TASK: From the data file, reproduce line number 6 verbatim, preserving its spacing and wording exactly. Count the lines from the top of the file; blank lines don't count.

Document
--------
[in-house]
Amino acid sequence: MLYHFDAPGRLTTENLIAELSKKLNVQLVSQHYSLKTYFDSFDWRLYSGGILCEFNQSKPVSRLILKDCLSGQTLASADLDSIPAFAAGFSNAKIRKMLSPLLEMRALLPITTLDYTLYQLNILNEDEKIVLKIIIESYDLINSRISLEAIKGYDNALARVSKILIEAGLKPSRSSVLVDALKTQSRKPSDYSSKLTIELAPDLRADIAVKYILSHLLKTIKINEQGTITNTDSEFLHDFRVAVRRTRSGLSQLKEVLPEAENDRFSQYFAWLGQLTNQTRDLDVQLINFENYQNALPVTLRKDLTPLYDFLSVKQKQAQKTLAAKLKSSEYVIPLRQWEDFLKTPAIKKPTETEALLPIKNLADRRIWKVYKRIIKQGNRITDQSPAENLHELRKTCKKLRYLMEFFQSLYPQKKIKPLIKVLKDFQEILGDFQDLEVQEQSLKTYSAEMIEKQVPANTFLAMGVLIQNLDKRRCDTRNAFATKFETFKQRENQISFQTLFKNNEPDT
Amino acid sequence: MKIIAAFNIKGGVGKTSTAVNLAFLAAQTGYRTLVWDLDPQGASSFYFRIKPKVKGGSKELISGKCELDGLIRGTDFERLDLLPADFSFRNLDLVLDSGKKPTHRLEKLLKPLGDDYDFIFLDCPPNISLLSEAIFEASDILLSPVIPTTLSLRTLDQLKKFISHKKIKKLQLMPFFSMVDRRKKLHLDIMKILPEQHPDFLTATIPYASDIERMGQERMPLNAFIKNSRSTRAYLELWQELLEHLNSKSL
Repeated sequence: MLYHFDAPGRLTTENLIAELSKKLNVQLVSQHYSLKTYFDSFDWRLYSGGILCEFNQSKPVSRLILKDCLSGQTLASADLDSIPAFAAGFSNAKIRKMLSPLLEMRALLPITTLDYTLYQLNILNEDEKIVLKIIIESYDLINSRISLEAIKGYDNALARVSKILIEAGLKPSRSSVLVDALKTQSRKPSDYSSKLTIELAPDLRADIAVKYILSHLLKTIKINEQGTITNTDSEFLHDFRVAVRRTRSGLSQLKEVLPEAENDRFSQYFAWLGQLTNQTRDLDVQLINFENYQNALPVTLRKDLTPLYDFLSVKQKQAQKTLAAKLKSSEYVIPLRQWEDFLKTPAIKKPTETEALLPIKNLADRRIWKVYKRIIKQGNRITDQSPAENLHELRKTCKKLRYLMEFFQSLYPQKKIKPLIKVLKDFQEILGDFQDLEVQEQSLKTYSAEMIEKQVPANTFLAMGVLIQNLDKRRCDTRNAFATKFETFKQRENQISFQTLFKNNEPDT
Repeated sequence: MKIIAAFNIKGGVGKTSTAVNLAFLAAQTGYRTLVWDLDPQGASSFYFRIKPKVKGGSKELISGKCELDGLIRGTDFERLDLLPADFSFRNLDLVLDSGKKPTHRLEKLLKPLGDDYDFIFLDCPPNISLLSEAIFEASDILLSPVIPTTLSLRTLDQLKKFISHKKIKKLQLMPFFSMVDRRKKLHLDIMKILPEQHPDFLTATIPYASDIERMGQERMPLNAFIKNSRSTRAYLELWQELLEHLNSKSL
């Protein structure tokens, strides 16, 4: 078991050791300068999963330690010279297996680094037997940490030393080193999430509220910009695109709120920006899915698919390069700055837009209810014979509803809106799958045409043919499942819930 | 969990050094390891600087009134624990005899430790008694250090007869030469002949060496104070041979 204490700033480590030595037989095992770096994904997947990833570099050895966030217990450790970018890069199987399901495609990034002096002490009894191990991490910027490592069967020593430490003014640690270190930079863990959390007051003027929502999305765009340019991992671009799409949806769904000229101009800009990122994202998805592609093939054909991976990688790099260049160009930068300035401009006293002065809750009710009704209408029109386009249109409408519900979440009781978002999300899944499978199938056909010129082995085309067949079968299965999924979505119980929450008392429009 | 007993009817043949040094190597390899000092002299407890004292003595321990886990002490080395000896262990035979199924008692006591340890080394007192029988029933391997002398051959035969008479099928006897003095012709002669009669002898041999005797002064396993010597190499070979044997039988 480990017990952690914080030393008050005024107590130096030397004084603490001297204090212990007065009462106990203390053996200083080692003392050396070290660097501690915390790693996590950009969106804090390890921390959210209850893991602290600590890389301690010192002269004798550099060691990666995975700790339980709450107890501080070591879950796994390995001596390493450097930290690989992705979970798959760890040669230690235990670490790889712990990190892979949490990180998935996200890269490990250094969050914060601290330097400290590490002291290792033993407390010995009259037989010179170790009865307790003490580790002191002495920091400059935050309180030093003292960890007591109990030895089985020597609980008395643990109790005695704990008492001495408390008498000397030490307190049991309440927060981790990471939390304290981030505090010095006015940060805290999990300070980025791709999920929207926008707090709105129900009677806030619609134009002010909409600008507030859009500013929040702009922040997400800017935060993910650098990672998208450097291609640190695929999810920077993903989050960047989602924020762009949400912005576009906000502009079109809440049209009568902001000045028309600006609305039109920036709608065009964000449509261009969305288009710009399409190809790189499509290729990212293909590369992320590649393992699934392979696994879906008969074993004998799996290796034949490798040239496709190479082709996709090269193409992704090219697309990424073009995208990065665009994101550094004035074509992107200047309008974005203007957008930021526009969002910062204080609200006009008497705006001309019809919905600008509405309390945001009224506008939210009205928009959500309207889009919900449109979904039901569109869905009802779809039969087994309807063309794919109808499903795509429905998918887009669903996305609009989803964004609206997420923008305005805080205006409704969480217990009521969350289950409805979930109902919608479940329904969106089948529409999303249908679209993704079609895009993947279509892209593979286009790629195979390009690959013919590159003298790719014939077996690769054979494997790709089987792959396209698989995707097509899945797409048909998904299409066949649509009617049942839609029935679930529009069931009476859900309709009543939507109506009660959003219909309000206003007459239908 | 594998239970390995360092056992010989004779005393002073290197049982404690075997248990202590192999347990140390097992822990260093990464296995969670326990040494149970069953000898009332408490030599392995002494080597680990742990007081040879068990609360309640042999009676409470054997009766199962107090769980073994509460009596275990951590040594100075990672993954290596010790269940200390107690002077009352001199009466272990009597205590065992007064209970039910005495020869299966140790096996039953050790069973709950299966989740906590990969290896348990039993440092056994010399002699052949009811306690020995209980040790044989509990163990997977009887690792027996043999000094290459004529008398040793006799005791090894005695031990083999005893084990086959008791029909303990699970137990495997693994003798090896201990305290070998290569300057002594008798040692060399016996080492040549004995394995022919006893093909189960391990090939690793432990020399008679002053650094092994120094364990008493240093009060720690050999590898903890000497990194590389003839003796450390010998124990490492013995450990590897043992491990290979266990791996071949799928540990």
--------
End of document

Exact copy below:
């Protein structure tokens, strides 16, 4: 078991050791300068999963330690010279297996680094037997940490030393080193999430509220910009695109709120920006899915698919390069700055837009209810014979509803809106799958045409043919499942819930 | 969990050094390891600087009134624990005899430790008694250090007869030469002949060496104070041979 204490700033480590030595037989095992770096994904997947990833570099050895966030217990450790970018890069199987399901495609990034002096002490009894191990991490910027490592069967020593430490003014640690270190930079863990959390007051003027929502999305765009340019991992671009799409949806769904000229101009800009990122994202998805592609093939054909991976990688790099260049160009930068300035401009006293002065809750009710009704209408029109386009249109409408519900979440009781978002999300899944499978199938056909010129082995085309067949079968299965999924979505119980929450008392429009 | 007993009817043949040094190597390899000092002299407890004292003595321990886990002490080395000896262990035979199924008692006591340890080394007192029988029933391997002398051959035969008479099928006897003095012709002669009669002898041999005797002064396993010597190499070979044997039988 480990017990952690914080030393008050005024107590130096030397004084603490001297204090212990007065009462106990203390053996200083080692003392050396070290660097501690915390790693996590950009969106804090390890921390959210209850893991602290600590890389301690010192002269004798550099060691990666995975700790339980709450107890501080070591879950796994390995001596390493450097930290690989992705979970798959760890040669230690235990670490790889712990990190892979949490990180998935996200890269490990250094969050914060601290330097400290590490002291290792033993407390010995009259037989010179170790009865307790003490580790002191002495920091400059935050309180030093003292960890007591109990030895089985020597609980008395643990109790005695704990008492001495408390008498000397030490307190049991309440927060981790990471939390304290981030505090010095006015940060805290999990300070980025791709999920929207926008707090709105129900009677806030619609134009002010909409600008507030859009500013929040702009922040997400800017935060993910650098990672998208450097291609640190695929999810920077993903989050960047989602924020762009949400912005576009906000502009079109809440049209009568902001000045028309600006609305039109920036709608065009964000449509261009969305288009710009399409190809790189499509290729990212293909590369992320590649393992699934392979696994879906008969074993004998799996290796034949490798040239496709190479082709996709090269193409992704090219697309990424073009995208990065665009994101550094004035074509992107200047309008974005203007957008930021526009969002910062204080609200006009008497705006001309019809919905600008509405309390945001009224506008939210009205928009959500309207889009919900449109979904039901569109869905009802779809039969087994309807063309794919109808499903795509429905998918887009669903996305609009989803964004609206997420923008305005805080205006409704969480217990009521969350289950409805979930109902919608479940329904969106089948529409999303249908679209993704079609895009993947279509892209593979286009790629195979390009690959013919590159003298790719014939077996690769054979494997790709089987792959396209698989995707097509899945797409048909998904299409066949649509009617049942839609029935679930529009069931009476859900309709009543939507109506009660959003219909309000206003007459239908 | 594998239970390995360092056992010989004779005393002073290197049982404690075997248990202590192999347990140390097992822990260093990464296995969670326990040494149970069953000898009332408490030599392995002494080597680990742990007081040879068990609360309640042999009676409470054997009766199962107090769980073994509460009596275990951590040594100075990672993954290596010790269940200390107690002077009352001199009466272990009597205590065992007064209970039910005495020869299966140790096996039953050790069973709950299966989740906590990969290896348990039993440092056994010399002699052949009811306690020995209980040790044989509990163990997977009887690792027996043999000094290459004529008398040793006799005791090894005695031990083999005893084990086959008791029909303990699970137990495997693994003798090896201990305290070998290569300057002594008798040692060399016996080492040549004995394995022919006893093909189960391990090939690793432990020399008679002053650094092994120094364990008493240093009060720690050999590898903890000497990194590389003839003796450390010998124990490492013995450990590897043992491990290979266990791996071949799928540990």